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How can I sniff and analyze Java RMI traffic ? There is only very partial solution in wireshark. I need to know exactly which methods where called and which args where passed by sniffing the TCP connection.

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4 Answers 4

up vote 3 down vote accepted

Do you need to "sniff" it, or can you deploy a custom socket factory at the client or the server?

In the past I created a custom RMI server socket factory that created a "tee" on the stream read by the RMI service. As the RMI runtime read one of the streams normally, my code got a copy of the JRMP to parse too. In my case, I was logging the remote calls, including their parameters in serialized form, so that I could "replay" them later for load testing. Merely enabling the RMI logging options wasn't sufficient for that.

One problem is that the JRMP documentation is poor, and in some cases, inaccurate. Another is that a lot of the necessary code isn't part of the core Java API. It was complicated. I thought I understood RMI well before I started, but after doing this little project, I was surprised how much more I had to learn.

A similar approach could be applied to application data captured by Wireshark, but I've never written an analyzer for Wireshark and I'm not sure how complicated it is.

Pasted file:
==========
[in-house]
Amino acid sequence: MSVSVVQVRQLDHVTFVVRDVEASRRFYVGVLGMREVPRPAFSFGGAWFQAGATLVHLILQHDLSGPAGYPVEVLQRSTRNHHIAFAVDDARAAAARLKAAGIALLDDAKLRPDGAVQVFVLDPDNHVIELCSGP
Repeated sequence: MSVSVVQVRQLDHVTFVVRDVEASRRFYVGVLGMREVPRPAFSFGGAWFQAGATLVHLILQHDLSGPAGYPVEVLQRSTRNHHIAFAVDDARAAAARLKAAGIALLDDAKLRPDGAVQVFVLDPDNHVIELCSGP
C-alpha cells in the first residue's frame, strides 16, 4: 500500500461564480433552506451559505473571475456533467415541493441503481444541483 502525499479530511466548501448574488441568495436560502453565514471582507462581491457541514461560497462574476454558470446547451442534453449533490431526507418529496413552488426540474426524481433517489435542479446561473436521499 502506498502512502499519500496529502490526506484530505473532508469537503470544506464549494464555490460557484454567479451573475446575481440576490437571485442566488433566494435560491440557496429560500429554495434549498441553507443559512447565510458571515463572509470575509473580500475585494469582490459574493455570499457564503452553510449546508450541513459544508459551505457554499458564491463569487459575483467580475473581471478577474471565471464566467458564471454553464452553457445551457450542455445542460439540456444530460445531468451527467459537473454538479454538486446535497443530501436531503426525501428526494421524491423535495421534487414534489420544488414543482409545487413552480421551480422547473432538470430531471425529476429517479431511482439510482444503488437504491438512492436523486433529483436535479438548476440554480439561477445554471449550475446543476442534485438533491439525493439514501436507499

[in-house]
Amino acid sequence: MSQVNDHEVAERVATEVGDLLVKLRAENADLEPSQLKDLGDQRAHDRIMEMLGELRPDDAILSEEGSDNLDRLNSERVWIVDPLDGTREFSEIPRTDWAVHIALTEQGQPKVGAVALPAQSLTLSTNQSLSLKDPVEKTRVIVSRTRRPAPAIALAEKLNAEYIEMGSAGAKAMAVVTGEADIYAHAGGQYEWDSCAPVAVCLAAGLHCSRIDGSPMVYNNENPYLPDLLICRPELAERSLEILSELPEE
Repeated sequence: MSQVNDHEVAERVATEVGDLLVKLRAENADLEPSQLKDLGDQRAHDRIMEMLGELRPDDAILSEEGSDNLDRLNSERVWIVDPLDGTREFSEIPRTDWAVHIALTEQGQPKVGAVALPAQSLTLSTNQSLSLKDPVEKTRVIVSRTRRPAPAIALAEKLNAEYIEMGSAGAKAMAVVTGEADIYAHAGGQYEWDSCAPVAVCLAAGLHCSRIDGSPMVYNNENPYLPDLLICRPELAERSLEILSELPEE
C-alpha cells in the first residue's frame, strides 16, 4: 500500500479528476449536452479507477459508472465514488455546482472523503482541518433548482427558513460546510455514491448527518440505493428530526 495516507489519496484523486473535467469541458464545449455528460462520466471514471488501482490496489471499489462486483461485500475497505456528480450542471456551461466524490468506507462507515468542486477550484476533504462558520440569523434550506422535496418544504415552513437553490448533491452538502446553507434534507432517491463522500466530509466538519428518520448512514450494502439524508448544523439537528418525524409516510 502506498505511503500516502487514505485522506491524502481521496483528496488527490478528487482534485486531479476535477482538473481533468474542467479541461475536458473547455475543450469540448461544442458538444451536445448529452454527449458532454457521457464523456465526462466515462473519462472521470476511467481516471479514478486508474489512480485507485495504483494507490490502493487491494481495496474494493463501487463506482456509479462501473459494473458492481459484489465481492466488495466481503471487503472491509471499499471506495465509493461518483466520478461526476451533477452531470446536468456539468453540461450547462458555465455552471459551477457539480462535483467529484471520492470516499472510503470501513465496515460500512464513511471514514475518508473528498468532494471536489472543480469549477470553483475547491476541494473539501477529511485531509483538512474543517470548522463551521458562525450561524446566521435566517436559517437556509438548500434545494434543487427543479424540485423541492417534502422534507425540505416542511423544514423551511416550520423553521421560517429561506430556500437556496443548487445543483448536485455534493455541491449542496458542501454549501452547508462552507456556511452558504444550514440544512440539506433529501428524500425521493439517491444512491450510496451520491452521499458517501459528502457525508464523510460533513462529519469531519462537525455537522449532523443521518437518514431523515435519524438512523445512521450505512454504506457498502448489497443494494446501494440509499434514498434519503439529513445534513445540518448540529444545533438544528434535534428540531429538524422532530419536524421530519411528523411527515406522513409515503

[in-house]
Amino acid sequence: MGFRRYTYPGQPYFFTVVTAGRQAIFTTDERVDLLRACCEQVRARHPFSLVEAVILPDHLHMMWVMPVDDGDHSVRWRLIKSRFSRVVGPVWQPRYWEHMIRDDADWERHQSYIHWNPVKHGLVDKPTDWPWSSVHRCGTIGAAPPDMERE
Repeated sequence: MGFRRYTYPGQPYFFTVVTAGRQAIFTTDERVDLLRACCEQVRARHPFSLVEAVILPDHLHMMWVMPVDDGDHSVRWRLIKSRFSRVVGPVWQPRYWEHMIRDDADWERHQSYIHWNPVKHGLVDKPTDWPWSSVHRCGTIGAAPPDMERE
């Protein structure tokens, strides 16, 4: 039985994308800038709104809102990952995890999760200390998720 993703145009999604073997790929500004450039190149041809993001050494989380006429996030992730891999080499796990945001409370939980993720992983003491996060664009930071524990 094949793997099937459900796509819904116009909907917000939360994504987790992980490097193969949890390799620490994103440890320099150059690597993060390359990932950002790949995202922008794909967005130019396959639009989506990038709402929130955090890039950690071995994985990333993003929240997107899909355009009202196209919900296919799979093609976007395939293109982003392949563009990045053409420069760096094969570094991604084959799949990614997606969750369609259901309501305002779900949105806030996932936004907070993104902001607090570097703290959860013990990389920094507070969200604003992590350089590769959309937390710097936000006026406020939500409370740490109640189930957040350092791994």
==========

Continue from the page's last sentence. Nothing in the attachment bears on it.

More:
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You can set some java properties to make rmi more verbose.

Probably you need this setting:

sun.rmi.client.logCalls (1.4 and later)

If the value of this property is true, the sun.rmi.client.call logger will be set to the level Level.FINER. Remote calls are logged at the level Level.FINER, and exceptions from remote calls are logged at the level Level.FINE.

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Ethereal might help but it's pretty low level.

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1  
That's wireshark. It doesn't help too much. It only parses few headers –  GabiMe Nov 10 '09 at 16:48
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That's news to me. The cool thing is that on SO you can learn something even when answering a question. –  Kelly S. French Nov 10 '09 at 16:51

I don't know of a tool that can sniff and decipher RMI traffic off the wire. If no one else does either, a less optimal solution might be to instrument your stubs/skeletons (probably auto-generated if you're using Java 5 or later) or parts of the RMI infrastructure with code to output log messages.

You could using AOP or some byte-code manipulation tool to achieve this. I've used JavaAssist for similar tasks to yours with success. It's very friendly for a tool of this nature.

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